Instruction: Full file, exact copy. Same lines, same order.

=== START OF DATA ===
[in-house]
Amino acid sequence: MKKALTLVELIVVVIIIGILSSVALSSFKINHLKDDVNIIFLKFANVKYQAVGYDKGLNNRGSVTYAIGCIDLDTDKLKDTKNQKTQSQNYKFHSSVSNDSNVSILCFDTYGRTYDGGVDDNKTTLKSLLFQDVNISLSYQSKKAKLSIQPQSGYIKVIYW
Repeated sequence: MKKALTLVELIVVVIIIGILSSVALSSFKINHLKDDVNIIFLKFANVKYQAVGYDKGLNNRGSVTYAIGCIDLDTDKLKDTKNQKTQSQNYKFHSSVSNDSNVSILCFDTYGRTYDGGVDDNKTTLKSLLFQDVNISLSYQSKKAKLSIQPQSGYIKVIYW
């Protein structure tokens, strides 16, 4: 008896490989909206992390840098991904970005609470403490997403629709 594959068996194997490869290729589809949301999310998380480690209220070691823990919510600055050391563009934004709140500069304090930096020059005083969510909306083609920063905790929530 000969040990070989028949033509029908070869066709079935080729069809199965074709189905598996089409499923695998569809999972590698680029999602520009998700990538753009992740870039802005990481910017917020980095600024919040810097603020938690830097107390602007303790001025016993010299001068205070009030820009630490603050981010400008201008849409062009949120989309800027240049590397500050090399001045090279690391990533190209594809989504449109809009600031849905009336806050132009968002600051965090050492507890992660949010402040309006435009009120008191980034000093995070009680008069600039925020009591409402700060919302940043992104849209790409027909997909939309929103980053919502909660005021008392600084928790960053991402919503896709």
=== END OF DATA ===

[in-house]
Amino acid sequence: MKKALTLVELIVVVIIIGILSSVALSSFKINHLKDDVNIIFLKFANVKYQAVGYDKGLNNRGSVTYAIGCIDLDTDKLKDTKNQKTQSQNYKFHSSVSNDSNVSILCFDTYGRTYDGGVDDNKTTLKSLLFQDVNISLSYQSKKAKLSIQPQSGYIKVIYW
Repeated sequence: MKKALTLVELIVVVIIIGILSSVALSSFKINHLKDDVNIIFLKFANVKYQAVGYDKGLNNRGSVTYAIGCIDLDTDKLKDTKNQKTQSQNYKFHSSVSNDSNVSILCFDTYGRTYDGGVDDNKTTLKSLLFQDVNISLSYQSKKAKLSIQPQSGYIKVIYW
């Protein structure tokens, strides 16, 4: 008896490989909206992390840098991904970005609470403490997403629709 594959068996194997490869290729589809949301999310998380480690209220070691823990919510600055050391563009934004709140500069304090930096020059005083969510909306083609920063905790929530 000969040990070989028949033509029908070869066709079935080729069809199965074709189905598996089409499923695998569809999972590698680029999602520009998700990538753009992740870039802005990481910017917020980095600024919040810097603020938690830097107390602007303790001025016993010299001068205070009030820009630490603050981010400008201008849409062009949120989309800027240049590397500050090399001045090279690391990533190209594809989504449109809009600031849905009336806050132009968002600051965090050492507890992660949010402040309006435009009120008191980034000093995070009680008069600039925020009591409402700060919302940043992104849209790409027909997909939309929103980053919502909660005021008392600084928790960053991402919503896709």